(Content sponsored by CUNY School of Professional Studies.)
Nurse faculty are retiring at a pace that exceeds the number of nurses who are assuming faculty positions. The nurse faculty shortage could have grave implications in healthcare if it is not addressed. As the population ages and becomes increasingly diverse, the demand for nurses who are prepared to meet the healthcare needs of a pluralistic society also will intensify. It has been posited that the U.S. will experience one of the largest nursing shortages ever, with estimates that could reach 500,000 by 2025. If faculty roles continue to go unfilled, institutions will find it difficult to accept enough students to meet the growing demand for nurses. As a result, the nursing shortage could get worse.
The recruitment of nurse faculty continues to pose numerous challenges. First, tuition costs at the graduate level could discourage potential nursing applicants. Grants, loan forgiveness programs and scholarships could offset the expenses associated with education and are invaluable. However, if funding for tuition is secured, locating a nursing education program could be problematic. A quick glance at graduate programs reveals an imbalance between the high number of nurse practitioner tracks and the limited number of nurse educator tracks. What’s more, some nurses seek faculty positions but cite low salaries as a deterrent. Low salaries coupled with a limited number of nursing education programs, could suggest to nurses that the nurse faculty role is not valued. Nurse faculty salaries should be comparable to the clinical role and nursing programs must recognize the significance of nurse educator tracks.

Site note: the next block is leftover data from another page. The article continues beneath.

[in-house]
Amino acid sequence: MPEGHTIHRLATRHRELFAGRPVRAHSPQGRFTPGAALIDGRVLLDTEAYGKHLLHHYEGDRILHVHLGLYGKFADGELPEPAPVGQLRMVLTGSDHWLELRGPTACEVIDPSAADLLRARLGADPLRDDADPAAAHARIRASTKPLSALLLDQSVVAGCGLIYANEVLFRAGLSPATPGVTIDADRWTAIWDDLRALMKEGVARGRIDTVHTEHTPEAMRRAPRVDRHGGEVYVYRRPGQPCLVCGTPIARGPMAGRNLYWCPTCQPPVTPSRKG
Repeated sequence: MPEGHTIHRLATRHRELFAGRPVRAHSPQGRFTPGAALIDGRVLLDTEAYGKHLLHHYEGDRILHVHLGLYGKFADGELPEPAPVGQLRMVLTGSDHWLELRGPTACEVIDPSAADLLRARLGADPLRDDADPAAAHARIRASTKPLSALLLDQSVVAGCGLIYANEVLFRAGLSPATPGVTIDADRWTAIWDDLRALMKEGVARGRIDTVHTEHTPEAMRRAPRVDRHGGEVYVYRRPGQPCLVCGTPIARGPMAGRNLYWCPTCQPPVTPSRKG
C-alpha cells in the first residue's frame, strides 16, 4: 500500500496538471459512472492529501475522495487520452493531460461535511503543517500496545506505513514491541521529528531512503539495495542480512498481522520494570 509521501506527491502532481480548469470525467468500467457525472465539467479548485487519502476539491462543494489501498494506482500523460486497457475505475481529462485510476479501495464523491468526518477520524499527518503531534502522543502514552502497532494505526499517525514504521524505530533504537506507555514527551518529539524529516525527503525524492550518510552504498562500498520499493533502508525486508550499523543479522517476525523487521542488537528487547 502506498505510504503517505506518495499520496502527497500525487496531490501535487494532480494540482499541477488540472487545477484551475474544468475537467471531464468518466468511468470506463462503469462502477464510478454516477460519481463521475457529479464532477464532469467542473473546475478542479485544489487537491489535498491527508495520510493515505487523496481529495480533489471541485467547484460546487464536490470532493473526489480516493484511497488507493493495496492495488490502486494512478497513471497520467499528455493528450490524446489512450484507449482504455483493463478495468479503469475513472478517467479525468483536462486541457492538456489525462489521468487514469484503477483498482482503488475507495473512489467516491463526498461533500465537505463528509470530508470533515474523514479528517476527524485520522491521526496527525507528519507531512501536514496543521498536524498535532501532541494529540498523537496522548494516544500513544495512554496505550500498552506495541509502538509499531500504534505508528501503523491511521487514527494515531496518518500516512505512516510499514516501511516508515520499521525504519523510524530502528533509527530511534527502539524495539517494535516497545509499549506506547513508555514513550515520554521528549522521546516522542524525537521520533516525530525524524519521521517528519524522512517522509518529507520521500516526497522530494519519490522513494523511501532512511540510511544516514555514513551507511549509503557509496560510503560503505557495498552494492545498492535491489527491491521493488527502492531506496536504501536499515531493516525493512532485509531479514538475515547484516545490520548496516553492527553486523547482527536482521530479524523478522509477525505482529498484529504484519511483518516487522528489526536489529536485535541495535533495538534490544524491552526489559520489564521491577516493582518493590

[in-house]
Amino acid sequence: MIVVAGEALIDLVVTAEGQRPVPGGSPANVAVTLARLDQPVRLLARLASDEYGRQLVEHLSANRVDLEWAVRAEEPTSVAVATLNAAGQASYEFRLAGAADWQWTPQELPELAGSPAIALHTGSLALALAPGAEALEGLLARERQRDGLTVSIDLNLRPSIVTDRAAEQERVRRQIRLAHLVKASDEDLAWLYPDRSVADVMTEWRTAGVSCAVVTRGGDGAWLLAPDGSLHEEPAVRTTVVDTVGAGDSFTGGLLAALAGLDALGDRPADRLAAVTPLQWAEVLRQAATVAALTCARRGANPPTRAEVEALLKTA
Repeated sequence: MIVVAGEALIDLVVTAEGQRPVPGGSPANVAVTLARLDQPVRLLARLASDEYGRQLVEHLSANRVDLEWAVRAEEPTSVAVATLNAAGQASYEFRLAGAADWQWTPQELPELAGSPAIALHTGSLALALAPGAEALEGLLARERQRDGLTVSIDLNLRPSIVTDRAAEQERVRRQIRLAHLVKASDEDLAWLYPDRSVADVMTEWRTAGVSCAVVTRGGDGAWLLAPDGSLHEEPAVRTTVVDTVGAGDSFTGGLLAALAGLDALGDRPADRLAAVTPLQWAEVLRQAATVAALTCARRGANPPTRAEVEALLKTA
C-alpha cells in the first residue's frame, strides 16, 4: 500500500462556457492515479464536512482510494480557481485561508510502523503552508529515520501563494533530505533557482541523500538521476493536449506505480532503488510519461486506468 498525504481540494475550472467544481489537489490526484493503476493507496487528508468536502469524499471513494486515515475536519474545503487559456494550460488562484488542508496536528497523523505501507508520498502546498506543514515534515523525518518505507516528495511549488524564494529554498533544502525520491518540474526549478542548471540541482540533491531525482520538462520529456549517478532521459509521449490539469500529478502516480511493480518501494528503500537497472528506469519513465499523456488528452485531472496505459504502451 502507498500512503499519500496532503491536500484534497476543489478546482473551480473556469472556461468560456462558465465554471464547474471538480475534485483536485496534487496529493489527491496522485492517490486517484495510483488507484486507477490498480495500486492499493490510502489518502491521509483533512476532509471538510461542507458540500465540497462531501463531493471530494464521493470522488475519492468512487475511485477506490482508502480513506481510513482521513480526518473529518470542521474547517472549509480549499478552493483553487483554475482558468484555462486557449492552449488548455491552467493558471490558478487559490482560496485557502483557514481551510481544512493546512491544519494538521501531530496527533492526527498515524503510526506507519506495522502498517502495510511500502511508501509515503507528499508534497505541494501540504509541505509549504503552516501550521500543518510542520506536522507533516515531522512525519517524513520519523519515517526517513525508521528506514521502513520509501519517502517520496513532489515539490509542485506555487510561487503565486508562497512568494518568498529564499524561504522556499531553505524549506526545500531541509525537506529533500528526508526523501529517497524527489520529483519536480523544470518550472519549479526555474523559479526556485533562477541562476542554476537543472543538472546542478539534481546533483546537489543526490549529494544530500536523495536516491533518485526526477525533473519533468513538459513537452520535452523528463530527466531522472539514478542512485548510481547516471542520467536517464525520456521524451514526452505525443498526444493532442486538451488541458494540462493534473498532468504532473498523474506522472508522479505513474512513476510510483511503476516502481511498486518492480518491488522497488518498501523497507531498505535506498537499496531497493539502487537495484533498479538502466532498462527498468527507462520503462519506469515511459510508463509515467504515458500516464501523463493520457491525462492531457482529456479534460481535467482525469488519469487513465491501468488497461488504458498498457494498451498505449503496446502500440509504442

Lastly, recruitment initiatives to strengthen the racial and ethnic diversity of faculty have not translated into a significant increase in underrepresented groups who serve as faculty. Nursing programs should assess the extent to which the academic environment is inclusive and develop a plan to ensure that the need for a diverse cadre of nurse faculty becomes a reality.
Nurse faculty should be able to create learning environments where culturally diverse students demonstrate an appreciation for difference and have opportunities to learn from and across disciplines. However, some faculty believe their educational programs did not prepare them to facilitate difficult conversations that include race, power, privilege and implicit bias. To improve the quality of healthcare, nurse educator programs must prepare future nurse faculty to deliver more than nursing content and skills and create measurement and evaluation instruments. Nursing programs should ensure that a representative sample of their nurse faculty have a master’s of science in nursing education and are skilled in equity pedagogy, designing socially just curriculum, simulation and creating culturally responsive learning environments.
The nursing professions’ ability to improve the nation’s health hinges in part on the future of nursing education. Indeed, nurse faculty play a critical role in preparing future nurses to address the social determinants of health and explore how numerous external factors impact health. To that end, nursing programs should emphasize the invaluable role of nurse faculty, step up recruitment efforts for the next generation of nurse faculty and provide nursing education tracks that address the healthcare needs of today’s multicultural society.
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